THE callous killing of young journalist Lyra McKee in Derry on Holy Thursday night when disturbances broke out during a police raid in the Creggan area of the city has been rightly condemned by the majority of people there who don’t want anything to do with the New IRA, the hardline paramilitary group which has been blamed for the murder and whose sole aim is to wreck the peace process.
Since the Good Friday Agreement of 1998, people in the North have enjoyed 21 years of peace and normality after the three turbulent decades of the Troubles before that. They don’t want a return to the bad old days of violence and have made this very clear.
The dangerous political vacuum created by the continued failure to form a new Northern Ireland Assembly after the elections of March 2nd, 2017 is creating openings for dissident republicans to fill the space. DUP leader Arlene Foster and her Sinn Féin counterpart Mary Lou McDonald rushed to Derry on Good Friday to condemn the actions of the gunman who killed Lyra McKee, but however welcome these sentiments are, their words alone are not enough.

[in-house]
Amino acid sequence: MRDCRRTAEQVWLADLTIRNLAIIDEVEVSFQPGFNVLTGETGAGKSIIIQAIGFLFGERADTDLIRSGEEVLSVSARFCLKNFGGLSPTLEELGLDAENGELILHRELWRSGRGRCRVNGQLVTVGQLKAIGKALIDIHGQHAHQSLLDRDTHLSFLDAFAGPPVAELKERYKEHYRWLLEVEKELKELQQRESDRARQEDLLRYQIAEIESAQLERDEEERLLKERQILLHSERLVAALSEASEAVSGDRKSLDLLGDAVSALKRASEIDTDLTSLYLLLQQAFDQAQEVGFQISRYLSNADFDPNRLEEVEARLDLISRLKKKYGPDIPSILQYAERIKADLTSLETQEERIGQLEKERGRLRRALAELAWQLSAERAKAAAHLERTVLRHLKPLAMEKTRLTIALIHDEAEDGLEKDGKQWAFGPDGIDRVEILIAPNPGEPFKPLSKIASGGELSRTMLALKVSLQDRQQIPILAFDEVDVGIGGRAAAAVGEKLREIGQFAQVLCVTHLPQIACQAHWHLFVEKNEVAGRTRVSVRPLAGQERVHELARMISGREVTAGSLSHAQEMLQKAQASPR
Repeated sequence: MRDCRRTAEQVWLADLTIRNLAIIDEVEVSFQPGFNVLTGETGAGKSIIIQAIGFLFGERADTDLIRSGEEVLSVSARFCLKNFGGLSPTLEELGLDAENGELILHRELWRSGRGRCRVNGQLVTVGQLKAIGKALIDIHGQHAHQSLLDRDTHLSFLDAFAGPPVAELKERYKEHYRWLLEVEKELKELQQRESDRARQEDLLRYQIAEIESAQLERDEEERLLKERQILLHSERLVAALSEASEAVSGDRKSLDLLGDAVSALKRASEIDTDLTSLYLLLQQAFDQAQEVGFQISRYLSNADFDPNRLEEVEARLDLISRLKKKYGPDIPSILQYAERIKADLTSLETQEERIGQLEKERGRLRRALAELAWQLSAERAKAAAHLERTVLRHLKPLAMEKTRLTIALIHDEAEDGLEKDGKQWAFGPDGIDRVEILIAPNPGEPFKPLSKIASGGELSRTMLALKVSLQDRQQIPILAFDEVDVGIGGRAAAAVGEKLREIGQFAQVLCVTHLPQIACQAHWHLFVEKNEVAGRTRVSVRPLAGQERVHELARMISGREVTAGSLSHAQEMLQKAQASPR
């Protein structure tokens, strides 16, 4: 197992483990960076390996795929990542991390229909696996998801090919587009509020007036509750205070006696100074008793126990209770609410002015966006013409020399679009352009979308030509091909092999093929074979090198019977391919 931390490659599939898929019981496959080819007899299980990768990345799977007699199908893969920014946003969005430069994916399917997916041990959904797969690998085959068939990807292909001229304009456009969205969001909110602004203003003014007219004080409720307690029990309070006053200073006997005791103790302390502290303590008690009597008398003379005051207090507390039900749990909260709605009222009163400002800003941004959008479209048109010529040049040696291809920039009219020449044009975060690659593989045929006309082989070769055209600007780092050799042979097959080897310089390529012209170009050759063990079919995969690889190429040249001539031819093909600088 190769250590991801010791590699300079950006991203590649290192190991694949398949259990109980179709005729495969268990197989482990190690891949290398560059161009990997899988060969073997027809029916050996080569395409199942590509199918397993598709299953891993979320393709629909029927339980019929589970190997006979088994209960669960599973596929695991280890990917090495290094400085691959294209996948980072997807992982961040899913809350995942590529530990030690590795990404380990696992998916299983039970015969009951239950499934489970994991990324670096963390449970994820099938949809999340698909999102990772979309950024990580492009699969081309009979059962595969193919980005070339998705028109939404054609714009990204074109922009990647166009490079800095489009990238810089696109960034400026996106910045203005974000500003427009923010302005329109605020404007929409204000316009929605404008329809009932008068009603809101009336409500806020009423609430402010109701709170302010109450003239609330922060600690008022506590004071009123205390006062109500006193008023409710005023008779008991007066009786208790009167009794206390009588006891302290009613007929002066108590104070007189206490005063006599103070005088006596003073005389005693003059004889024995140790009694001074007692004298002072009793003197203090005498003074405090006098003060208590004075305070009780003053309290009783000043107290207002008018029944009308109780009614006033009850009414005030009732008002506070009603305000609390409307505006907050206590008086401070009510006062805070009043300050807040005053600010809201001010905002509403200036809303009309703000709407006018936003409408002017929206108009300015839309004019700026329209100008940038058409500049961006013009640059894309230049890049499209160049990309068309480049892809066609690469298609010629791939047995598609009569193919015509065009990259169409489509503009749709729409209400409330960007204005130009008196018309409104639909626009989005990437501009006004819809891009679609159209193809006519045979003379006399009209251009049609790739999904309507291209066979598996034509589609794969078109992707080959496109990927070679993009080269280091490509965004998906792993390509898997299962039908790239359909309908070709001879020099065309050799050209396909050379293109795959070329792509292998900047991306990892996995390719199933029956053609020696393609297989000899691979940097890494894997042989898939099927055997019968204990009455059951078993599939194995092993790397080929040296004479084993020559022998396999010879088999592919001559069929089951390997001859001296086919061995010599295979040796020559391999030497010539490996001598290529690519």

It is time for a renewed and more determined effort to form a new Assembly in the North in order to fill the political vacuum. This is what the people who elected them want and deserve.
Brexit notwithstanding, it is incumbent upon the British and Irish governments to get the two main parties in the North back to the negotiating table as a matter of urgency.